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Sport court clears Walker of wrongdoing, but denies show jumping team Tokyo entry

Sport court clears Walker of wrongdoing, but denies show jumping team Tokyo entry
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The world’s top sport court determined Canadian show jumper Nicole Walker inadvertently ingested a cocaine metabolite drinking South American tea, but did not reinstate the Canadian team for this summer’s Tokyo Olympics.

The Court of Arbitration for Sport in Lausanne, Switzerland, published its reasoning Tuesday behind an earlier decision to deny an appeal by Walker and Equestrian Canada.

Walker of Aurora, Ont., was stripped of her results in the 2019 Pan American Games in Lima, Peru, after testing positive for benzoylecgonine on the day of the team final.

Canada tumbled from fourth to seventh in the team event, and out of the last qualifying berth for Tokyo.

Canada can send just one horse and rider for the individual competition to the Olympics.

CAS accepted Walker’s contention that the tea bag she took from the hotel breakfast service the morning of the team final contained the cocaine metabolite.

While coca and coca leaves are illegal in Canada under the Controlled Drugs and Substances Act, coca tea is legal and consumed in several South American countries.

Coca tea is considered an altitude sickness remedy in Peru.

“I am very pleased that CAS accepted what I said as factually and scientifically correct,” Walker said Tuesday in a statement. “I take my health, competitions, and duty as a team athlete very seriously.

“While I appreciate the personal vindication, that is not as important to me as the team being able to compete.”

While the CAS panel said in its decision it was satisfied that Walker’s violation “was not caused by the deliberate ingestion of cocaine” the body also determined she and other competitors were contractually bound by Pan Am Sports anti-doping rules, and CAS did not have grounds to overrule them.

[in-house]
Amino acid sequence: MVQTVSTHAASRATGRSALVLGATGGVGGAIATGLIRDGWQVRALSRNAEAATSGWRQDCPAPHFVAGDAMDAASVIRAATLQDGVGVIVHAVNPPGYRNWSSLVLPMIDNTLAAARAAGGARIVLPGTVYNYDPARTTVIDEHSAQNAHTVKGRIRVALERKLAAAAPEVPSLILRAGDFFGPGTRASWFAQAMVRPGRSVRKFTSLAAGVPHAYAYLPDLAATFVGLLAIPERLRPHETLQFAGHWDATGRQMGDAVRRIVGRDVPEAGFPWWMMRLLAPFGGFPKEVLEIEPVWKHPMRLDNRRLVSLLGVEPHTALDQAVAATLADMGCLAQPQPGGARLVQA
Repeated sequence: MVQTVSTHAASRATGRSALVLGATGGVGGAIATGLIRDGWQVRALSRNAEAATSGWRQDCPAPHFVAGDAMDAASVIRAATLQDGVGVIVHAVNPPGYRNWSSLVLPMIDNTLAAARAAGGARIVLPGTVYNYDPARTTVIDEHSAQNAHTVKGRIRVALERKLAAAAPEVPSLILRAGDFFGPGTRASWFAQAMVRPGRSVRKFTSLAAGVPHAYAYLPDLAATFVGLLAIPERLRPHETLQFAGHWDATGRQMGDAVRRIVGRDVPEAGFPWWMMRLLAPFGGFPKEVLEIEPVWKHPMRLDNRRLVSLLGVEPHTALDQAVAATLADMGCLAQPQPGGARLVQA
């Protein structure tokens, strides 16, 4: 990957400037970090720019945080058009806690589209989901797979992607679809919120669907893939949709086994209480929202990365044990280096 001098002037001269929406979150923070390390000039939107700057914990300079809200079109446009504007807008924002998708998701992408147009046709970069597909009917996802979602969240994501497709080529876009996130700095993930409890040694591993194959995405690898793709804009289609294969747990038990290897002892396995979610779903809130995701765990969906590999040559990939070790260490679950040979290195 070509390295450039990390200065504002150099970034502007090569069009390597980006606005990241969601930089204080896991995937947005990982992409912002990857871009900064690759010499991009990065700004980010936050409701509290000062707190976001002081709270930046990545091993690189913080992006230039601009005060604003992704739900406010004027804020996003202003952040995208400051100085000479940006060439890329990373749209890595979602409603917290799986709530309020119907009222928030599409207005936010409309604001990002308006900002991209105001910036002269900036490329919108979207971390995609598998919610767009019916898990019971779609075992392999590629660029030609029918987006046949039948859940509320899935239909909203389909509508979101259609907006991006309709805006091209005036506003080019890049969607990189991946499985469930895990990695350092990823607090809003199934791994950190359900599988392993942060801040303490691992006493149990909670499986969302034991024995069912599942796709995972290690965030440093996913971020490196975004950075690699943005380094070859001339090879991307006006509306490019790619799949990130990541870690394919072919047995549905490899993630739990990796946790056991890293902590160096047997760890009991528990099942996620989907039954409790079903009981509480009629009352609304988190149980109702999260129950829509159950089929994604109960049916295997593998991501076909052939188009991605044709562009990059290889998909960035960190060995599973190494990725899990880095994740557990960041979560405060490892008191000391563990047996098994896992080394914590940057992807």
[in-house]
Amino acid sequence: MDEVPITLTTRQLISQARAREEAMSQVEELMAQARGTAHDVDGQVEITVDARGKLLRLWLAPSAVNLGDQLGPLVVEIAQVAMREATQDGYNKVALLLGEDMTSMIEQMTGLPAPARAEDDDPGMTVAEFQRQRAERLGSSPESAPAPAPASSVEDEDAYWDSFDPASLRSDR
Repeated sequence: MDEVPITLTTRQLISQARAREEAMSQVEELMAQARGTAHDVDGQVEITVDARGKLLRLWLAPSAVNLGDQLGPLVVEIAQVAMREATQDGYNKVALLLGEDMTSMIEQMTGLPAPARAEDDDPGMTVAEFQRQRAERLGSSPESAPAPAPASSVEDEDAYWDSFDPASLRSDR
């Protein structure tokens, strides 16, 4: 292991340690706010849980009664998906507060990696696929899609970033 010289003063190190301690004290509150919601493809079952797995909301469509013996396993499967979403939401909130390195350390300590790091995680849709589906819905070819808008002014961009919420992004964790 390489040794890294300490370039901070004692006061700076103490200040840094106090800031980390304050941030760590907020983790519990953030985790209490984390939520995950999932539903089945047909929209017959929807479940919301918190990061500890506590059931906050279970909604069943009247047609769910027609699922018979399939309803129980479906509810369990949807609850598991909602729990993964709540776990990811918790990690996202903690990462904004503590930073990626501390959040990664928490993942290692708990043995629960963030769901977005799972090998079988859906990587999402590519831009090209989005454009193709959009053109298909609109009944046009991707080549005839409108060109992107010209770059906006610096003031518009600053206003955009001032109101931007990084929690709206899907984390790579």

“It’s very unfair that my teammates are barred from competing at the Olympic Games when the truth has been accepted,” Walker said. “Team Canada competed fairly and has earned the right to be in Tokyo.”

Walker, 28, placed fourth in the individual event and helped Canada finish fourth in the team event in Lima.

A possible Canadian medal in team show jumping in Tokyo is no longer there for the country’s top riders.

Equestrian Canada and Walker’s lawyer indicated they may not give up the fight, however.

“Canada won fair and square. It is wrong that Canada is out of the Olympics and is replaced by Argentina,” lawyer Tim Danson said in a statement.

“There is an appeal route to the Swiss Federal Tribunal in Lausanne. The grounds to appeal are very narrow. We are looking at this very seriously.”

Equestrian Canada has released a short-list of candidates to compete in the individual event in Tokyo: 2008 Olympic champion Eric Lamaze of Montreal; Amy Millar of Perth, Ont.; Tiffany Foster of North Vancouver, B.C.; Mario Deslauriers of New York and Erynn Ballard of Tottenham, Ont.

“EC has stood by Nicole throughout the discipline and appeals process and together, we will explore the option of appealing the CAS decision to the Swiss Federal Tribunal in Lausanne,” the organization said in a statement.

Lamaze, Foster, Millar and Yann Candele lost a jump-off for the bronze medal at the 2016 Olympic Games in Rio.

Lamaze, Ian Millar, Jill Henselwood and Mac Cone won a silver medal in Beijing in 2008.

Walker is the daughter of Belinda Stronach, president and chairman of The Stronach Group and former member of Parliament from 2004 to 2008.
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